2007 Florida State Physics News
John D Fox Superconducting Accelerator Laboratory
John David Fox
Since its inception in 1958, Florida State University’s nuclear physics program has established an international reputation for excellence in research and education. Now, to acknowledge the contributions of a longtime FSU faculty member who was instrumental in its development, the nuclear accelerator now bears his name.
The John D. Fox Superconducting Accelerator Laboratory was officially named on Monday, March 5, to honor its namesake, a professor of nuclear physics who taught and performed groundbreaking nuclear research at FSU for 36 years until his retirement in 1996. Sadly, Fox was unable to visit the newly named facility — he died on Sunday, March 11, following an extended illness.
"John Fox showed us through his own long hours spent in the lab that excellent physics takes hard work," said Kirby W. Kemper, FSU’s vice president for Research and a longtime colleague of Fox’s in the department of physics. "He was a fantastic role model for three generations of FSU physicists."
Shortly after then-Florida Gov. LeRoy Collins established FSU’s program in nuclear physics in 1958, Fox joined the faculty in 1960 and went on to play a key role in building up the accelerator laboratory into a position of worldwide renown. In particular, his collaboration with Robson on isobaric analog states put the accelerator lab on the world map of nuclear physics. Their work led to an important international conference, held at FSU in 1966, whose proceedings still are quoted today.
In the late 1970s, Fox became director of FSU’s nuclear physics laboratory and led the effort to secure funding for and construct a state-of-the-art superconducting linear accelerator, or LINAC, at the lab. At the time of its construction, it was just the second superconducting linear accelerator in the world.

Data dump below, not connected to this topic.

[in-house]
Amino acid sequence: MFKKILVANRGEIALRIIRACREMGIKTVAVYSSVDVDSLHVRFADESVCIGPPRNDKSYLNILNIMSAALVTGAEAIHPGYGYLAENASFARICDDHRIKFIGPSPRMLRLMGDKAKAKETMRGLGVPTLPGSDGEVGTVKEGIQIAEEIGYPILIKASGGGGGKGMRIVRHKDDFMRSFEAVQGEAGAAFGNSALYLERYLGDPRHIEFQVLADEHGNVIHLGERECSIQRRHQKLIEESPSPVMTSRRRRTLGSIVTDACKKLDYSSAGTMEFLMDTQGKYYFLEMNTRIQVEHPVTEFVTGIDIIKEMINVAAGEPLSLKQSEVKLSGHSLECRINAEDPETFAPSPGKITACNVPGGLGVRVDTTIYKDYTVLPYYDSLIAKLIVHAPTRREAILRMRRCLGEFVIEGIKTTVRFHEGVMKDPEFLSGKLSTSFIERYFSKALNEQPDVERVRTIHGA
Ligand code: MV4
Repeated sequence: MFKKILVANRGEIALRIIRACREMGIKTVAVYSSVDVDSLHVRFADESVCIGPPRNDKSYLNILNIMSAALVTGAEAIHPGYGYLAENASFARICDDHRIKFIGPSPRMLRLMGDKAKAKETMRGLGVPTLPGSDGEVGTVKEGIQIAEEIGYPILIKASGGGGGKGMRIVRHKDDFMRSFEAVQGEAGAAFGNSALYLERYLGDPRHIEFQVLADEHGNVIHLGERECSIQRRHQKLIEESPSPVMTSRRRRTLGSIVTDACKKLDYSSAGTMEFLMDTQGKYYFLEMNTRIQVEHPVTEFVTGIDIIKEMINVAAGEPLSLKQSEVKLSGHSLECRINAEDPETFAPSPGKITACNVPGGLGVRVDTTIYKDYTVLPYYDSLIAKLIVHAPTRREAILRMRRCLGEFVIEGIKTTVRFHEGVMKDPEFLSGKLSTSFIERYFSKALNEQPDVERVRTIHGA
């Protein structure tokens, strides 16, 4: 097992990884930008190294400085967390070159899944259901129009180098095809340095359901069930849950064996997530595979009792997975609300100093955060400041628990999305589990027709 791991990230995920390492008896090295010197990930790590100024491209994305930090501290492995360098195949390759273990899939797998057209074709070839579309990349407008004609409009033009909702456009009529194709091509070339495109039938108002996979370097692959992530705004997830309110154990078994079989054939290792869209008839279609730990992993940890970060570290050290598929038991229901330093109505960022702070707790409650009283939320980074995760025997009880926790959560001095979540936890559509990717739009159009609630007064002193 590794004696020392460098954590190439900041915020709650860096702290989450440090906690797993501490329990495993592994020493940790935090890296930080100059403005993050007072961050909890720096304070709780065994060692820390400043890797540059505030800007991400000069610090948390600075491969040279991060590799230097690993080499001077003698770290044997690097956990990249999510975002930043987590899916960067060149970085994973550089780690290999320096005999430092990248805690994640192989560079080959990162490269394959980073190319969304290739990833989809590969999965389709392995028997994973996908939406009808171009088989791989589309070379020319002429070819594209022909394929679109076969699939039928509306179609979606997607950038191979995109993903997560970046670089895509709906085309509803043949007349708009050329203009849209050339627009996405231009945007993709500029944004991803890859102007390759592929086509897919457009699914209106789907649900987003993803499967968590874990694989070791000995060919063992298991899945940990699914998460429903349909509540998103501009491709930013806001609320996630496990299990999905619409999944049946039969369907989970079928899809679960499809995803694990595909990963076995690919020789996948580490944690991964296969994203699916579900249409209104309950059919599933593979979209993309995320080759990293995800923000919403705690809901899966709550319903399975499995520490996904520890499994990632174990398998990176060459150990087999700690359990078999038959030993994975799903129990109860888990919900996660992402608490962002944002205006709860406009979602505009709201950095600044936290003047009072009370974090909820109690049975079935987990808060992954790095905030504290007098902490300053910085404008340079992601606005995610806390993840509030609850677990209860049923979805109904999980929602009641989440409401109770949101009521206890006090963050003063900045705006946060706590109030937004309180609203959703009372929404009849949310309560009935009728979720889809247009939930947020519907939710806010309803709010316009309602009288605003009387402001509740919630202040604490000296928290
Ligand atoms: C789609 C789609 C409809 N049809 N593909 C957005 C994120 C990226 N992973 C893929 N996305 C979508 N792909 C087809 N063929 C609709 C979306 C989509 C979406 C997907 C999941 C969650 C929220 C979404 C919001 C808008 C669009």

"It is safe to say that the LINAC would not have happened without both the hard work that John put into it and the high esteem in which he was held in the world nuclear physics community," said Sam Tabor, a professor of physics at FSU and current director of the accelerator laboratory.
Former Gov. Collins officiated at the dedication of the superconducting accelerator, located in what is now known as the LeRoy Collins Research Laboratory, in 1986. The new facility gave a tremendous boost to the capabilities of the nuclear physics laboratory and led to a considerable amount of innovative research, which has helped the program achieve a ranking of 13th in the nation in nuclear physics.
"John was one of a group of young faculty who produced a world-class nuclear physics program at Florida State University in the very short period of five years beginning in 1960," said Kemper. "His enthusiasm for physics research attracted an outstanding group of graduate students who are now among today’s nuclear physics leaders in the United States. In addition, he mentored two generations of faculty members who have continued the excellence in physics research at Florida State that he established."
"All of us in the nuclear physics program are deeply saddened by the loss of John Fox," Tabor said. "However, we are comforted in knowing that this wonderful scientist’s legacy will live on via the laboratory that now bears his name."